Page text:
Filmmakers want to make short films that win festival awards & go viral online. In today’s world, a short film’s critical acclaim goes hand in hand with retweets, likes & shares. ScreenCraft actually created an entire event around short-film directors: From Online Short to Studio Feature. As a screenwriter about to start a new short screenplay, you’d do well to write something that is different, worthy of mentions and shares. Whether your goal is to win a $20,000 short film grant or your goal is to inspire a director enough to commit to your project, there are 3 major obstacles your story must overcome:
1. Short Attention Spans Be honest. How many times have you clicked ‘play’ on a short film and watched it all the way through? I’ll bet you remember the shorts that held your attention. The sad truth is, you have a matter of moments to win over viewers/readers. So make them count. Grab hold of their attention and never let them go. The longer you have them, the more likely they will recommend your project to others. Holding people’s attention is a basic rule of screenwriting but audiences are more willing to accept exposition/character development in a feature. Shorts do not have that luxury.
2. Complex Clarity This one is tricky. A short screenplay must be short and therefor a level of simplicity is implied. However, it’s also important to inject as much complexity into your story as possible. It’s part of the agonizing joy of writing short films. How much character can you inject into each sentence? How many memorable moments can you include without slowing your story’s momentum down? Are you able to identify the moments you adore but ultimately must cut so your tale can thrive? Every sentence should thrust the story forward AND reveal more about your characters. Make every opportunity count but keep it simple! Sound complicated? This is why incredible short screenplays are so special and your script can be too!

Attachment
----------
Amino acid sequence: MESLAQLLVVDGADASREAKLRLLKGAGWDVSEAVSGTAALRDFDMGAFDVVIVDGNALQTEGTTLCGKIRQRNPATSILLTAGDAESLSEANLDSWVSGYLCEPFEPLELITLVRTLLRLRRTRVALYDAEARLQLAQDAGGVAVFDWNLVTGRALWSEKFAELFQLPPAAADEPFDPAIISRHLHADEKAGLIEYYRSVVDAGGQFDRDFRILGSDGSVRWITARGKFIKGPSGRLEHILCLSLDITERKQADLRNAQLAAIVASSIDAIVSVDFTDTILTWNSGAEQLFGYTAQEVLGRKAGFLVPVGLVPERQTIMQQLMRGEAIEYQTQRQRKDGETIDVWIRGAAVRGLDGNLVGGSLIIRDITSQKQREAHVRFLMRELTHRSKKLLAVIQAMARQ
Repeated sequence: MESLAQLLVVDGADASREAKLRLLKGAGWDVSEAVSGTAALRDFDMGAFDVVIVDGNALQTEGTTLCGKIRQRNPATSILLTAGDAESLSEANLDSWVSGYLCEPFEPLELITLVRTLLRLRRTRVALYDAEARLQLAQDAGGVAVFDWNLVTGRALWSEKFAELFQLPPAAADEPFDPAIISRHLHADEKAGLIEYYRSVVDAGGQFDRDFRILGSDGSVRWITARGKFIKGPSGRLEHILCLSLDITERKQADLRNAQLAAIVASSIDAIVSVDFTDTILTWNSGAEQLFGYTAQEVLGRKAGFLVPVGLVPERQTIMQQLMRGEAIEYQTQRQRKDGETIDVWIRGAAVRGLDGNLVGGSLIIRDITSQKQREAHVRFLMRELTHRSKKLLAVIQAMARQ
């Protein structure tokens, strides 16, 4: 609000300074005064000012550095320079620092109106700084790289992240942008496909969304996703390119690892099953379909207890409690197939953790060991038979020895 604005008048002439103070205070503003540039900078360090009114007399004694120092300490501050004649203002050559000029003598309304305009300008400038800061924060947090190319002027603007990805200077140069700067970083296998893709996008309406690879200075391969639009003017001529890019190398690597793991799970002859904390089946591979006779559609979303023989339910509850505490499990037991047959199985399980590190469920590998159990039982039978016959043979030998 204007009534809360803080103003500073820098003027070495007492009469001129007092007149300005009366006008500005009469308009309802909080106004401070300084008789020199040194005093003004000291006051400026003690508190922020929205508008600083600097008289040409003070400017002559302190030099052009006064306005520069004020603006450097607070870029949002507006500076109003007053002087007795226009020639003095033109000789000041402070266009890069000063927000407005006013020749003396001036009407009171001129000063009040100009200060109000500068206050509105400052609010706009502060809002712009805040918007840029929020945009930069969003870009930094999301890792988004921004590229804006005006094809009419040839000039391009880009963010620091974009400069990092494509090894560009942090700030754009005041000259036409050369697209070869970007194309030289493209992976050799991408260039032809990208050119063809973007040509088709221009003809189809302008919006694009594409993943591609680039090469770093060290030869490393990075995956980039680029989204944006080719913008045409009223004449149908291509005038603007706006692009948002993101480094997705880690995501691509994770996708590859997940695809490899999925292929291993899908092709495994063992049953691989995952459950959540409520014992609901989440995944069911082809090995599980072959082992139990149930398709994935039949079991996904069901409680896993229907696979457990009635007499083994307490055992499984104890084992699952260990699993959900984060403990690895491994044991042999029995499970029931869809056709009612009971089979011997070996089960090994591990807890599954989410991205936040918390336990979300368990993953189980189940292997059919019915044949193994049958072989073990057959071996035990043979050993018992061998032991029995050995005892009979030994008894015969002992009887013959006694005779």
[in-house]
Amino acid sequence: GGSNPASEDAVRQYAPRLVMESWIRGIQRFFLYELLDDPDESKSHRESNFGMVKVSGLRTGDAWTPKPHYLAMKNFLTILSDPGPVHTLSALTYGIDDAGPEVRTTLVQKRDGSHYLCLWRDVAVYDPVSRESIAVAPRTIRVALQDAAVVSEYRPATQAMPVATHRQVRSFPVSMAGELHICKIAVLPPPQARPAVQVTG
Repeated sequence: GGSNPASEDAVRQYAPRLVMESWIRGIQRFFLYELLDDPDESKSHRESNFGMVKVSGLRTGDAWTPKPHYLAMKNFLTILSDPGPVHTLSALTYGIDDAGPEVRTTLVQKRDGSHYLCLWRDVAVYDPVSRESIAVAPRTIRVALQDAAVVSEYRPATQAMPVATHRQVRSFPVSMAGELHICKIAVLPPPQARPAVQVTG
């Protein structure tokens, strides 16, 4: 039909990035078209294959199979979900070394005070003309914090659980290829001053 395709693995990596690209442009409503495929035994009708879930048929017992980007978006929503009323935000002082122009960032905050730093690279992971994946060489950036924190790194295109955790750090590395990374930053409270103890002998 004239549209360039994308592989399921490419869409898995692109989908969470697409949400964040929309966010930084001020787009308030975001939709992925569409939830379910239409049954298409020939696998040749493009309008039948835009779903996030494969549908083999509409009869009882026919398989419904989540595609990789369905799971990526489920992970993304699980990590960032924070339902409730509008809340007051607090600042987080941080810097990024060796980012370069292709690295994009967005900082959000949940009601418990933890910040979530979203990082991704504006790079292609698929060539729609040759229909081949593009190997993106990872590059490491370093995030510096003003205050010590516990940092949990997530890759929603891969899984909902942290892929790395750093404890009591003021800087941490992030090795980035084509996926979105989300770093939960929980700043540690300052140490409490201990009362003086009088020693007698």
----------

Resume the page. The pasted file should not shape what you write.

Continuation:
3. Memorability A short screenplay/film only has a limited amount of time to endear itself to audiences. The most successful ones truly resonate. Personally, I still search for my favorite short films by name whenever I need a good smile. What makes your short screenplay stand out? Is it a unique situation or character? Is it a twist ending or punch line? Does it deal with an important issue worth talking discussing? Does your screenplay truly reach the audience you strive to entertain? All of these questions are vital because it allows you to step back and evaluate your creative choices. Finding the right answers to those questions will surely make your short screenplay better. Now take your latest concept that won’t go away and develop it into something inspiring! Even if you are met with challenges once you type FADE OUT, no one can take away the journey and what you learned from it. That’s what makes screenwriting so special. When you’re writing, nothing else matters but your passion and your story. Every time you start & finish something new, you evolve as a screenwriter. Win.
Jason McKinnon is a ScreenCraft guest contributor. He is the creator of The Screenwriting Spark.